Last December, the U.S. Government Accountability Office ("GAO") submitted its Bid Protest Annual Report to Congress for Fiscal Year 2015. In that report, and in its annual reports since 2013, GAO summarized the most prevalent grounds for sustaining bid protests.  It is important for government contractors to understand how to use this information. In doing so, contractors will be in a better position to obtain agency corrective action or to have their bid protest sustained by GAO. 
Recurring Grounds for Sustaining Bid Protests
1. Unreasonable cost or price evaluation
Agencies often evaluate a contractor’s proposed cost or price to determine whether the contractor is capable of successfully performing the requirements of the contract. GAO will sustain protests challenging an agency’s failure to show that it conducted an independent assessment of whether a contractor’s cost indicated that the contractor could sufficiently perform the contract. 
Tip: Solicitations often use the terms “reasonable” and “realistic” in relation to cost or price. These watchwords are different and have distinct meanings. An agency performs a reasonableness analysis to determine whether a contractor’s cost or price is too high. Conversely, an agency performs a realism analysis to determine whether a contractor’s cost or price is too low. The concern with proposing a cost or price that is deemed too low is that an agency may think there will be a risk of poor contract performance due to a lack of technical understanding. 
2. Unreasonable evaluation / failure to follow evaluation criteria
Agencies often evaluate contractors on technical and past performance factors—technical capabilities and previous work performed by the contractor that is sufficiently similar to the solicited work—in an attempt to ensure successful contract performance. However, an agency must only evaluate technical or past performance factors in accordance with the solicitation. GAO will sustain protests challenging an award where a protester can demonstrate that the agency deviated from the stated evaluation methodology. 
Tip: A simple way to determine whether the agency failed to evaluate a proposal consistent with the solicitation is to compare Section M requirements with debriefing materials, if any.
In sum, GAO bid protest annual reports can help contractors understand which protest grounds have the best chance of succeeding on the merits. Disappointed bidders should carefully review the Government’s reasons for rejecting their proposal and compare any critiques or ratings with what the solicitation described. Contractors who understand GAO bid protest decisions and demonstrate basic familiarity with prevailing interpretations of the FAR will be in a stronger position to amicably obtain corrective action from the contracting officer without the trouble of filing a bid protest at GAO.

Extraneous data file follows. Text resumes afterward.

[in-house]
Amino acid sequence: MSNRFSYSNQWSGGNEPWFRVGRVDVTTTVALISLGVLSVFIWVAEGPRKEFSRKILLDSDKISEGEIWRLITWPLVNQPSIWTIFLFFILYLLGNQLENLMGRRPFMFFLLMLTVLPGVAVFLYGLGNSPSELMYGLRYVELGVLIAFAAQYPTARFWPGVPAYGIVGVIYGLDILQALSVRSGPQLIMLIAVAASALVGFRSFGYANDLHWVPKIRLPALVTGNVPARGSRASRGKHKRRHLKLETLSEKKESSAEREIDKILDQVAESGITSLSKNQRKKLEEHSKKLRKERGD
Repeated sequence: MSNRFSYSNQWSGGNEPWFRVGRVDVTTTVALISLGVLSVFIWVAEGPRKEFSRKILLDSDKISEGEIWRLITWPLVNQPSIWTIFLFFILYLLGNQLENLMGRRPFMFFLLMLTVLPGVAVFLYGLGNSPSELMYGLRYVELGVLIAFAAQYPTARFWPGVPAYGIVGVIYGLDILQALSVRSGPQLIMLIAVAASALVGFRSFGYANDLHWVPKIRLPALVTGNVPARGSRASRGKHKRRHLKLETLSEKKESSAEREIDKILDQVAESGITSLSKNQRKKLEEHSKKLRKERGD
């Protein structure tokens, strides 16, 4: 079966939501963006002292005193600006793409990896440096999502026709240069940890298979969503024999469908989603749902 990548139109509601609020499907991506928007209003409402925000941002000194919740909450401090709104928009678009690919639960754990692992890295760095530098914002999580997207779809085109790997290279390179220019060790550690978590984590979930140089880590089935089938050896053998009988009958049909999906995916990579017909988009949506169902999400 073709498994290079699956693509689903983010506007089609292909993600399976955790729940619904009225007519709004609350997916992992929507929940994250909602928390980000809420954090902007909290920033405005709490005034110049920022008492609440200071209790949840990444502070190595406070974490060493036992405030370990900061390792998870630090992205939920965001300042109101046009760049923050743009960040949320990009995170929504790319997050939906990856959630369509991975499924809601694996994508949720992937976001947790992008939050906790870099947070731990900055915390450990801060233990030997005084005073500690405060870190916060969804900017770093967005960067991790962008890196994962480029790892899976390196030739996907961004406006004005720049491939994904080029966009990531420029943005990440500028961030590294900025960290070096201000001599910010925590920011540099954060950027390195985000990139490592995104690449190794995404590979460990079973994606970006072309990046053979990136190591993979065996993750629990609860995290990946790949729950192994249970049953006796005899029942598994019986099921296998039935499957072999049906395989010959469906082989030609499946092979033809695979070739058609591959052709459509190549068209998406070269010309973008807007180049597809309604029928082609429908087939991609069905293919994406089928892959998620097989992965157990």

In fiscal year 2013, Congress enacted law requiring GAO to report a summary of the most prevalent grounds for sustaining bid protests during the preceding year. 31 U.S.C. § 3554(e)(2); Bid Protest Annual Report to Congress for Fiscal Year 2015, Fiscal Year 2014, and Fiscal Year 2013.
 When GAO “sustains” a protest, GAO agrees with the protester’s allegations that the contracting officer made an improper award. GAO then makes a recommendation to the agency describing what corrective measures should be taken (e.g., directing the contracting officer to reevaluate the proposals consistent with the decision).
 Computer Sciences Corp.; HP Enterprise Servs., LLC; Harris IT Servs. Corp.; Booz Allen Hamilton, Inc., B-408694.7 et al., Nov. 3, 2014, 2014 CPD ¶ 331 (finding an unreasonable cost realism analysis where the agency failed to independently assess whether the offerors’ proposed labor hours, skill mix, and labor mix were sufficient to successfully perform the requirements of the cost reimbursable sample task order).
 FAR 15.404-1(d); see Indtai Inc., B-298432.3, Jan. 17, 2007, 2007 CPD ¶ 13 at 4; DynCorp Int’l LLC, B-407762.3, June 7, 2013, 2013 CPD ¶ 160 at 9.
 Al Raha Group for Technical Services, Inc.; Logistics Management International, Inc., B-411015.2; B-411015.3, Apr. 22, 2015, 2015 CPD ¶ 134.
DISCLAIMER: This post is for informational purposes only and may be construed as attorney advertising in some jurisdictions. The information provided above is not intended to be legal advice and should not be construed or relied upon as legal advice. If you need legal advice, please consult an attorney.